How to Qualify for Postcolonial Discourse
Here are the two typical conversations about Russia between a person living outside of it (A) and a person living inside of it (B):
1) A: “Everything here is like in the West (finally).” B is offended.
2) A: “Nothing here is like in the West (still).” B is offended.
Note that B is offended whatever A’s attitude may be, approving or critical, and whoever A is, a former Soviet émigré, a never-Soviet American, or a happy post-Russian Estonian.
Generally speaking, any cultural dialogue on Russia fits into these two models, and a dead end is only more or less succesfully masked. What can be done to make this dialogue more productive?
A would suggest, “B must quit being offended and start simply discussing the matter – agreeing or disagreeing within the given frame.” Conversely, B would say, “A must quit giving frames, quit his comparisons with the West, and shut up.”
This may sound naive, but there are others-other “Others,” to be more precise-who have made it.
An African American writer shares with us the following observation: because of his skin color, no white couple would leave a tip on the restaurant table near him. He knows the problem of distrust. “I know it, too!” the Russian writer screams.
His or her skin is not black, but in foreign embassies and by custom officers, he or she is invariably treated as a potential thief, beggar, or prostitute. He is the Other but has no Other’s rights, the most important of which is the right to speak for himself; the African American writer is given that right without question. Similarly, no man today would dare tell a woman who or what she is-that is for her to tell to him. When the Other is speaking, those who are not must be silent.
This policy was conceived outside of Russia. The strategy of proclaiming Russia a space for the West’s dreams to come true, “the subconscious of the West” (Boris Groys), though popular during its inception in the 19th century, is nothing more than banal now.
Its other versions have proven to be more theoretical and flexibile.The “Negritude” theory (formed in France in the 1930s) regarded the African as Europe’s Other and claimed that, for the world to achieve wholesomeness, it had to become “creolized,” because the Africans’ musicality, emotionality, and sexuality were the very qualities that Europe had suppressed. Meanwhile, such notions as “black = sexual,” or “black = emotional,” as expressed by whites, would be qualified as racist, and their perception of the African culture as exotic would be seen as reactionary, imperialistic and hierarchical. Thus, the identity of the speaker becomes crucial.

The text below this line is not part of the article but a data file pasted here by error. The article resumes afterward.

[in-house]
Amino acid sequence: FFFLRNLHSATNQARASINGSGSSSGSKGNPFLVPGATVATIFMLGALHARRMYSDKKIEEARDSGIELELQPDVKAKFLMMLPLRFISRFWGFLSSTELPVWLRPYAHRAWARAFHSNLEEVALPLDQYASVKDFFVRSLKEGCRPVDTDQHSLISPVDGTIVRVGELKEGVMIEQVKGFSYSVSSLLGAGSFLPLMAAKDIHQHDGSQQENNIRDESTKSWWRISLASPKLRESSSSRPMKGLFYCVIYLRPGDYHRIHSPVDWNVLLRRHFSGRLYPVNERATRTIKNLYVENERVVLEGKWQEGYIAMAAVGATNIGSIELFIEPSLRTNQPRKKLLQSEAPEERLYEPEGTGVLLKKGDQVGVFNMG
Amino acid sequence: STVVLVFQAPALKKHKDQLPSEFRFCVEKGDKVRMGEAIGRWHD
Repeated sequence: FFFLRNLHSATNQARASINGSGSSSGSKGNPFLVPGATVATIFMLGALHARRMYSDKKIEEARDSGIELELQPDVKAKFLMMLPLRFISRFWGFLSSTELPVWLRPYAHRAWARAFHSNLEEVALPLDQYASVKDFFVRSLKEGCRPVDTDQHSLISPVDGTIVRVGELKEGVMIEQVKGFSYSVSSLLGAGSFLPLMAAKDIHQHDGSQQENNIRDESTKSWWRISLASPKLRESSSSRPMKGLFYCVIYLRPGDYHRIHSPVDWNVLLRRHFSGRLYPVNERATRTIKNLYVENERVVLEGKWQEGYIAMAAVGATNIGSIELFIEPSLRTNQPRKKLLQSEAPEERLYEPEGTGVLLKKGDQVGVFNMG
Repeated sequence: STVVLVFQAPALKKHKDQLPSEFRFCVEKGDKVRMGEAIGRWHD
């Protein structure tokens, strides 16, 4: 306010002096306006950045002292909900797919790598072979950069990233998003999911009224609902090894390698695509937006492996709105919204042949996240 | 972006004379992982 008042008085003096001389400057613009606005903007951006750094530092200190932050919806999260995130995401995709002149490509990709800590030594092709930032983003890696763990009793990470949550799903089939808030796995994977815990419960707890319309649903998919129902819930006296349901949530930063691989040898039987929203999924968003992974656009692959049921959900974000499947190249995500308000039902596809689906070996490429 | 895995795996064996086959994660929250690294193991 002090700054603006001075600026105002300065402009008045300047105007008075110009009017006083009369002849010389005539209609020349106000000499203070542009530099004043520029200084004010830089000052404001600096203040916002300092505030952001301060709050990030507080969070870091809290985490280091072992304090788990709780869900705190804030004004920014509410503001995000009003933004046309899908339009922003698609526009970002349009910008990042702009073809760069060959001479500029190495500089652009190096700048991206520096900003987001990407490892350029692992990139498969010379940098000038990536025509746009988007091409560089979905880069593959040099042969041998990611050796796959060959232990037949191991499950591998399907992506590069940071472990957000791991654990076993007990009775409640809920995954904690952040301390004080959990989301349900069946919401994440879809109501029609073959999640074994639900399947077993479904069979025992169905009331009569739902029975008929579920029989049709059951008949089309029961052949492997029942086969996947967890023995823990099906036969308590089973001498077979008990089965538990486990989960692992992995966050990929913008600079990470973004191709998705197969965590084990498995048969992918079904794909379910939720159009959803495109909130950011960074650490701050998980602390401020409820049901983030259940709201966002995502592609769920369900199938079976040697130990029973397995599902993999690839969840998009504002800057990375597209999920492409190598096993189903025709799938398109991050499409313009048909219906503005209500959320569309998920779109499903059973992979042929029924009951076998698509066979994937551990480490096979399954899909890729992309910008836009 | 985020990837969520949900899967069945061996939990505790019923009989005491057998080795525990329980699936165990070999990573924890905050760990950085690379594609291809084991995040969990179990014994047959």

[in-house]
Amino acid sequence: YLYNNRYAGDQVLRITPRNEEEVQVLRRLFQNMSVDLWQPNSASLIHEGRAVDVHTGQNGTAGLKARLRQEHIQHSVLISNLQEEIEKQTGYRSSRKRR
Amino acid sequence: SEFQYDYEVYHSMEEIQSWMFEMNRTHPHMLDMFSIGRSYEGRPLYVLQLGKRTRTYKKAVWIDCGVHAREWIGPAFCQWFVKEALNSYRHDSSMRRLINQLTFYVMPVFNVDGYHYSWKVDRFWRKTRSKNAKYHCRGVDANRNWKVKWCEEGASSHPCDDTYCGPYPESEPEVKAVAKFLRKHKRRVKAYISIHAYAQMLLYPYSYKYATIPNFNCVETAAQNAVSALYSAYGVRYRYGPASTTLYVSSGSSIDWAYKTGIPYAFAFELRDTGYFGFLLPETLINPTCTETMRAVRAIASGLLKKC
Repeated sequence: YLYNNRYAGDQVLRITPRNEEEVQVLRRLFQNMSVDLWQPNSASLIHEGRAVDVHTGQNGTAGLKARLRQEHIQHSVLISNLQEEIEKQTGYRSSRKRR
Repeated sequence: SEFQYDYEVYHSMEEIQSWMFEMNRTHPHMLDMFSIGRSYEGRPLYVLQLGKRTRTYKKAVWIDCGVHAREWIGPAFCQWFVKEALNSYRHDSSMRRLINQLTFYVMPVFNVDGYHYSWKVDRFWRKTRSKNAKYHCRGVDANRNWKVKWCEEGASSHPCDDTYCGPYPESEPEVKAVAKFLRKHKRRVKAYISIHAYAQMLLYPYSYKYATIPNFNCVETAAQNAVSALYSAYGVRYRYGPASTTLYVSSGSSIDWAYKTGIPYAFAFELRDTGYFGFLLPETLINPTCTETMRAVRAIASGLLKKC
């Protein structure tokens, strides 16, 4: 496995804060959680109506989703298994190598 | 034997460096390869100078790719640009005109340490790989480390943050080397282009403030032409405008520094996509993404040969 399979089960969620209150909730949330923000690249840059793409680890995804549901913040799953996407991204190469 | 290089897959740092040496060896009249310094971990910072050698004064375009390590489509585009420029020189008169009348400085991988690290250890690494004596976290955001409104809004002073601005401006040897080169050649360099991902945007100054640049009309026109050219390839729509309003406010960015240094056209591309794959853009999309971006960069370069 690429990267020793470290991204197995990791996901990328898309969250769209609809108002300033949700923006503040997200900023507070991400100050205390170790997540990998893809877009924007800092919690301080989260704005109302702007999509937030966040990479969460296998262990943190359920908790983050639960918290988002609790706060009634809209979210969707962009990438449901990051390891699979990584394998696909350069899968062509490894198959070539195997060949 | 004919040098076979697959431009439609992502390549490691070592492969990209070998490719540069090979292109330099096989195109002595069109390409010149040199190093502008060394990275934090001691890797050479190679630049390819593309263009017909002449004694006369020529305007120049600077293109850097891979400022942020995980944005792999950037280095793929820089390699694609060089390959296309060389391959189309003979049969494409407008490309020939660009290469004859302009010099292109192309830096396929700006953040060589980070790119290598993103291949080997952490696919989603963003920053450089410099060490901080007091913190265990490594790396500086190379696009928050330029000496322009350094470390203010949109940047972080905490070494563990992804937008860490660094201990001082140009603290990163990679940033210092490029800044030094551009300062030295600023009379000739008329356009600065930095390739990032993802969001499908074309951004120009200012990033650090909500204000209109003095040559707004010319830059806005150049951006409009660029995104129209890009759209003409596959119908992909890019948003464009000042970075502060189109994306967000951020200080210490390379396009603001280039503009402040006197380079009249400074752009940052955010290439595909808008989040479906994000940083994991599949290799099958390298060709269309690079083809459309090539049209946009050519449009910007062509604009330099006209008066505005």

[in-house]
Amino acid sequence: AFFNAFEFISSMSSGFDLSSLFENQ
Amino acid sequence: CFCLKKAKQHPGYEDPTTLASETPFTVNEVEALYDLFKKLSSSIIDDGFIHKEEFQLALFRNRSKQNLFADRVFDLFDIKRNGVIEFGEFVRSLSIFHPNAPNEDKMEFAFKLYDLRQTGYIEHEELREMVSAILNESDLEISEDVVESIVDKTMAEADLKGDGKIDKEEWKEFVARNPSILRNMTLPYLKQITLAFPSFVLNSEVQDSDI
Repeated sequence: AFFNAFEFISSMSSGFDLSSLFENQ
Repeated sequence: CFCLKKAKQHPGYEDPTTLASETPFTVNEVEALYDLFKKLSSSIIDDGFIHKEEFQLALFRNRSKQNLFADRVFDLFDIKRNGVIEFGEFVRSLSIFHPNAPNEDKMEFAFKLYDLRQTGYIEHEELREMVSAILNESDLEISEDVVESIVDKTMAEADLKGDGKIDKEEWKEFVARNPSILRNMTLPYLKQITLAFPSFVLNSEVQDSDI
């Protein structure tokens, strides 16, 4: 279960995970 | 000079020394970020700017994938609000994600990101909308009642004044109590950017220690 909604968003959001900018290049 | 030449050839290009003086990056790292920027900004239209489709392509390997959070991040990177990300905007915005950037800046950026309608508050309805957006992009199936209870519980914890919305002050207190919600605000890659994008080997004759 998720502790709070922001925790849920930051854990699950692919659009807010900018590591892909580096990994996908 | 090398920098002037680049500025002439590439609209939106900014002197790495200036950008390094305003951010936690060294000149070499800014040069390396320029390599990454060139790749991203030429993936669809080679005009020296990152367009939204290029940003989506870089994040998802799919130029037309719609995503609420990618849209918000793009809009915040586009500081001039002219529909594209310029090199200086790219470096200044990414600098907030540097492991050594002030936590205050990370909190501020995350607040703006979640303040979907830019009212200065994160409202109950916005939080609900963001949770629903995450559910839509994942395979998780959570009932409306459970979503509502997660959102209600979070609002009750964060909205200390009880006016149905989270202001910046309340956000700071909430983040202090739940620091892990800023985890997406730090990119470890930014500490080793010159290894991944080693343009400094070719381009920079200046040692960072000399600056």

All this is easily applicable to Russian identity. There are, indeed, plenty of examples of how the West usurps the right to represent Russia and exploits it discursively. An ambitious theoretical statement from a Russian scholar is sometimes discouraged; often the only thing he can provide is a regional report, even in the best of cases. “Studying oysters, I am hardly interested in what they think about themselves,” an important Slavic scholar privately formulated. A Russian journalist is often disbelieved until a Western one emerges with a concurring opinion.
A Russian artist or filmmaker, in order to be interesting to the West, is often required to be different, exotic, and almost dangerous. His independence from Western (i.e. universal) standards, both moral and aesthetic, is easily labeled as nationalism, while his sincere interest in these norms (as by some over-serious filmmakers) makes him into something even worse-a banality.
The Western demand for the non-Western artist to keep from being different was long ago criticized as cultural imperialism. It is, however, exactly the opposite that has now become the more pressing problem.
The increasing demand for the Russian artist to be different (in a Western-predicted way), and to fight the cultural imperialism of Coca-Cola, Versace, Tarantino, and Baudrillard in order to show the “real Russia”-this is what is seen as the true cultural imperialism by those for whom the appropriation of everything mentioned above, just discovered by Russia, is nothing but the most authentic and original cultural experience.
The dialogue between Russia and the West is transformed thus into an engaging game: the Russian artist/critic/filmmaker tries to catch Western cultural authorities being self-centered, narrow-minded and repressive, while, more and more, the latter avenge themselves by ignoring Russians altogether, as not Other enough to warrant a voice. Many international exhibitions and film festivals are currently getting by without any Russian cultural products whatsoever.
So, does Russia have a chance to qualify for the post-colonial discourse, without which it has no chance at all?
Alas, the discourse of a cultural minority is hardly applicable to Russia. No Western outsider has ever defined Russia as the Other (as Negroes were defined as creatures of desire by the French).